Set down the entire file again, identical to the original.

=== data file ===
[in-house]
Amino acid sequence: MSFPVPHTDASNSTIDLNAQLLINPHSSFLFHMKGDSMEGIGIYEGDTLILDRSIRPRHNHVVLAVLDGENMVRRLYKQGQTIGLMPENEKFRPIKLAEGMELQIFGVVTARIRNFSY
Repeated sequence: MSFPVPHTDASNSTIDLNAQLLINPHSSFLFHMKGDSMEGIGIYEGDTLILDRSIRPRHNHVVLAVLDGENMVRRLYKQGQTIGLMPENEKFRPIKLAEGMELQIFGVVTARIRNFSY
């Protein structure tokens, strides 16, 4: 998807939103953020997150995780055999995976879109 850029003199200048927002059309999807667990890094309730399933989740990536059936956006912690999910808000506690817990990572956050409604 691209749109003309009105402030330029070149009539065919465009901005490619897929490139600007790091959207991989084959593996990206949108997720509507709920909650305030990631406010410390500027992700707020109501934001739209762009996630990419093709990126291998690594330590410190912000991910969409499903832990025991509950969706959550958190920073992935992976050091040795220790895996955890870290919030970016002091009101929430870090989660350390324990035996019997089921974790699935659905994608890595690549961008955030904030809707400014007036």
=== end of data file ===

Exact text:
[in-house]
Amino acid sequence: MSFPVPHTDASNSTIDLNAQLLINPHSSFLFHMKGDSMEGIGIYEGDTLILDRSIRPRHNHVVLAVLDGENMVRRLYKQGQTIGLMPENEKFRPIKLAEGMELQIFGVVTARIRNFSY
Repeated sequence: MSFPVPHTDASNSTIDLNAQLLINPHSSFLFHMKGDSMEGIGIYEGDTLILDRSIRPRHNHVVLAVLDGENMVRRLYKQGQTIGLMPENEKFRPIKLAEGMELQIFGVVTARIRNFSY
């Protein structure tokens, strides 16, 4: 998807939103953020997150995780055999995976879109 850029003199200048927002059309999807667990890094309730399933989740990536059936956006912690999910808000506690817990990572956050409604 691209749109003309009105402030330029070149009539065919465009901005490619897929490139600007790091959207991989084959593996990206949108997720509507709920909650305030990631406010410390500027992700707020109501934001739209762009996630990419093709990126291998690594330590410190912000991910969409499903832990025991509950969706959550958190920073992935992976050091040795220790895996955890870290919030970016002091009101929430870090989660350390324990035996019997089921974790699935659905994608890595690549961008955030904030809707400014007036």